Tanya told me the story of a man who’d been sanctioned by the Job Centre for not turning up for an interview – he’d actually gone for a job interview, but that didn’t cut any ice – and he was taken off benefits for three months as punishment, and only had 12p in his pocket. He was very grateful for food, but he explained that he was having to take giveaway newspapers from tube stations to act as toilet paper. Now, Tanya says, they add toilet paper to the food parcels.
Andrew, who coordinates all the logistics, added that they soon discovered that, once they broke up a large pack of toilet rolls, the individual rolls became tatty, so now they wrap up each one in brown paper. (The details matter to these kind people.)
Around Christmas time, lots of people donate toys for children, but they are nearly always for young children. People generally don’t think about the children from 11 upwards. But often, they’re the ones carrying a lot of the burden of a struggling family – looking after younger children while their parents are at work or looking for work. So they started giving vouchers to those older children, so they could buy themselves something for Christmas, and not be left disappointed while their younger brothers and sisters had presents to open. But the problem was they often ended up ‘lending’ their voucher to their parents who then spent it in the supermarket – for the family, of course, but it still meant that the older children didn’t have a Christmas present. So HF now give £30 Christmas vouchers to 11+ children, which can be used in “One For All” stores. These are outlets which don’t sell food and supplies, but they sell toys. They include some cinemas.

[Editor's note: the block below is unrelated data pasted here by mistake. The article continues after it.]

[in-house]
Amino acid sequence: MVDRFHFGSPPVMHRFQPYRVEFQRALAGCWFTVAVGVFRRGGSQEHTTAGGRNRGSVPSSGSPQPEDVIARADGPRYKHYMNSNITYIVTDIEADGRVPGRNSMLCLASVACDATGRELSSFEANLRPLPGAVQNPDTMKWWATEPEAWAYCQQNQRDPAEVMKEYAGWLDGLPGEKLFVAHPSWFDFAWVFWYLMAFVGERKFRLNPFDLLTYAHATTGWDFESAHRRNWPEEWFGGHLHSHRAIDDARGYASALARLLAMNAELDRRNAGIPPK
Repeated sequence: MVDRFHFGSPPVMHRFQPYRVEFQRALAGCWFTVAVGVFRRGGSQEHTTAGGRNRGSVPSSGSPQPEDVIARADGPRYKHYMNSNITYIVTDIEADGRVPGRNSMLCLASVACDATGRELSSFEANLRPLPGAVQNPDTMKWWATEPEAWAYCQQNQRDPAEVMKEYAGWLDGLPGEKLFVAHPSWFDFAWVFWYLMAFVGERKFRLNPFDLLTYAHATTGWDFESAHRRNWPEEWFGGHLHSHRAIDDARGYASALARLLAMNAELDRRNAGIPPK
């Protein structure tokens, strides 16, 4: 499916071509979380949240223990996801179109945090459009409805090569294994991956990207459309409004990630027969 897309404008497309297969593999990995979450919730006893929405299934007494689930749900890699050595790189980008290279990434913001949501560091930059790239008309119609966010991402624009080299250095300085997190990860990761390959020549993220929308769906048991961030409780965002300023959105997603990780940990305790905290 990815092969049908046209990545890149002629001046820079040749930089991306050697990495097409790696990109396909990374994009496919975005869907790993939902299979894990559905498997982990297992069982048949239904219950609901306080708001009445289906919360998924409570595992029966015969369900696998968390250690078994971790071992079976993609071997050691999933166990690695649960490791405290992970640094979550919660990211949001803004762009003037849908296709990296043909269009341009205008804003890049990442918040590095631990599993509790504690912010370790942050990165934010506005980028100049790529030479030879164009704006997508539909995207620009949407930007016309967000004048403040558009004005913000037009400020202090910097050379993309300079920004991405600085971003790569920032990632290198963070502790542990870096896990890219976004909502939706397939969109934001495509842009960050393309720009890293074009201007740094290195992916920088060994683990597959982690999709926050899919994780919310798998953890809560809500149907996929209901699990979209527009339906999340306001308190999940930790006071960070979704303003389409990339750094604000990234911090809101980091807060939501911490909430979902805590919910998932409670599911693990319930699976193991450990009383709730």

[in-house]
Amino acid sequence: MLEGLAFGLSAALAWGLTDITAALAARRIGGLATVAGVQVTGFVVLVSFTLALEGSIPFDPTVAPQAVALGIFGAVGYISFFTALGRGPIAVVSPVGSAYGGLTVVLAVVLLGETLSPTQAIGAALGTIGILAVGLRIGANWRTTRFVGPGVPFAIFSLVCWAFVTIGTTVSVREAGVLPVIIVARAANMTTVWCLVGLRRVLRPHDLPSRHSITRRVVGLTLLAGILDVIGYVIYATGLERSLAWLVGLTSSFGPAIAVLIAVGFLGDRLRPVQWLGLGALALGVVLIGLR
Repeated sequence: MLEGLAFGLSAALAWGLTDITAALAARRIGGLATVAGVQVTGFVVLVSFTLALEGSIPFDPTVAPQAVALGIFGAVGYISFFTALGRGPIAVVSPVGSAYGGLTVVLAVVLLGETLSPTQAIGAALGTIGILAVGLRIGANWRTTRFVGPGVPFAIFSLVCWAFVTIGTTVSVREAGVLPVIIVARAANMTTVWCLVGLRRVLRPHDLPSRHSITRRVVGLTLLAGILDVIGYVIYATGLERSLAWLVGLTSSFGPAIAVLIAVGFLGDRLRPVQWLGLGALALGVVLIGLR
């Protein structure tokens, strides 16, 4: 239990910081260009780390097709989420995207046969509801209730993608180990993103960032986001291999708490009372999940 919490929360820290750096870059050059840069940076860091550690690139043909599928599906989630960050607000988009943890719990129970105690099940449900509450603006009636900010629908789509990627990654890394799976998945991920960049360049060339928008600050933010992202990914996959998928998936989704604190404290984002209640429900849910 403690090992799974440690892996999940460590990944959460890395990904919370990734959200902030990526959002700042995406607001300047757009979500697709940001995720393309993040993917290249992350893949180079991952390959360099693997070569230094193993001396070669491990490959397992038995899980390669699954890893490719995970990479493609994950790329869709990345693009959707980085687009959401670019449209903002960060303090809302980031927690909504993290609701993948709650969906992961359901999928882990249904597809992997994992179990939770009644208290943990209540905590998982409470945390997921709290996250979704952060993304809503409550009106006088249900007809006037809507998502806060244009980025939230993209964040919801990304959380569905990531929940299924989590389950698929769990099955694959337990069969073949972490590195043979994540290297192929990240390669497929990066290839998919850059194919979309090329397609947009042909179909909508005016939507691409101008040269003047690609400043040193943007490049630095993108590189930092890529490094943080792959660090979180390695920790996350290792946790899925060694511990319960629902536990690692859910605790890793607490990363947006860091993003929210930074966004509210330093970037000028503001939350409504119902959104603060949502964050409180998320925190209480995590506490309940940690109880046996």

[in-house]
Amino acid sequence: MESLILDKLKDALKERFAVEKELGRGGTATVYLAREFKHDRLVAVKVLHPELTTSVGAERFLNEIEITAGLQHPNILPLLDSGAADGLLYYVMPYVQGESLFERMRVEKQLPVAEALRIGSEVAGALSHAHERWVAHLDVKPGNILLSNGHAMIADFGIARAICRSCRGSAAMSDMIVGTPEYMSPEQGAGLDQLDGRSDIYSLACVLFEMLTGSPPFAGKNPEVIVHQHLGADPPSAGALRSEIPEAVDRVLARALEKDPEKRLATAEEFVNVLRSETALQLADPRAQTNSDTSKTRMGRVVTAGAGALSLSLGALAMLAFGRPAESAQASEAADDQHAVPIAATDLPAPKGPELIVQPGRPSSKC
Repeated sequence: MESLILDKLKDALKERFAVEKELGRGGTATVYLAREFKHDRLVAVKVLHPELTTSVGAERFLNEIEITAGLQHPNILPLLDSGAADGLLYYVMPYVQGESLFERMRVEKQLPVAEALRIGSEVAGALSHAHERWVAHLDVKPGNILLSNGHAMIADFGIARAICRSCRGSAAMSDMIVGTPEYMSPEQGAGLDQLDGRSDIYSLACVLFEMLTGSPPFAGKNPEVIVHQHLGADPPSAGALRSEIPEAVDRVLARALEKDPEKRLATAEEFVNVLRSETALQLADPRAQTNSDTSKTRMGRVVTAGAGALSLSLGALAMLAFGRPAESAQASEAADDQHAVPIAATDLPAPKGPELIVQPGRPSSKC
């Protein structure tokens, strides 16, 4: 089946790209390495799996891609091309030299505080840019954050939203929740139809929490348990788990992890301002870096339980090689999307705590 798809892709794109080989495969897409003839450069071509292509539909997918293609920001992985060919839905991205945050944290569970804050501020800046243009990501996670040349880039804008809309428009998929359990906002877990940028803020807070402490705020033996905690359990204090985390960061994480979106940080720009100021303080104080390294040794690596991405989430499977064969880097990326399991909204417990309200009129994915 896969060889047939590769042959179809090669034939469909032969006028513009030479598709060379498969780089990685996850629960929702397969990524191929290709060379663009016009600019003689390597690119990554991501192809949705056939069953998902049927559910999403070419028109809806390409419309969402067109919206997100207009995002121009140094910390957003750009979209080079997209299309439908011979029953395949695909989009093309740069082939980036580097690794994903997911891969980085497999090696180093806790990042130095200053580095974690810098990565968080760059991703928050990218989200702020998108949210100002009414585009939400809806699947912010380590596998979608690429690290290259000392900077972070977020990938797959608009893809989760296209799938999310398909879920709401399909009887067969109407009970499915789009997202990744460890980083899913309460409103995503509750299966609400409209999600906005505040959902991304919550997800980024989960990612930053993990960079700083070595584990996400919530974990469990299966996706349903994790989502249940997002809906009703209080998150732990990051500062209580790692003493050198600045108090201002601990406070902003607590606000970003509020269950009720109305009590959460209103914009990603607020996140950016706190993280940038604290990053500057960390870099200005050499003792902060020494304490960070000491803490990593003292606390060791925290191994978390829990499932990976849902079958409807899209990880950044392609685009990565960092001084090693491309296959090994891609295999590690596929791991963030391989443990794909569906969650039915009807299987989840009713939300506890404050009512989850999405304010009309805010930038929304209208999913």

HF have an arrangement called ‘phone to food’, which is a way for them to deal with people and families who need halal or kosher food, as well as vegan or gluten-free food. They are given a voucher which they can take to a specialist retailer who will provide for their particular needs.
As well as food, people are allowed to select three toiletries or household items. HF are also able to provide nappies and baby food, even dog and cat food.
Tanya told me with some pride that when anyone arrives, the first thing they say to them is ‘Take a moment, sit down, have a cup of tea’. She says, ‘People need to feel seen.’ A few weeks ago, someone said to Tanya, ‘I can’t remember the last time I laughed like this,’ and then she began to cry. People come for help, they leave with food, but they also leave knowing that there are people who care and who treat them with dignity.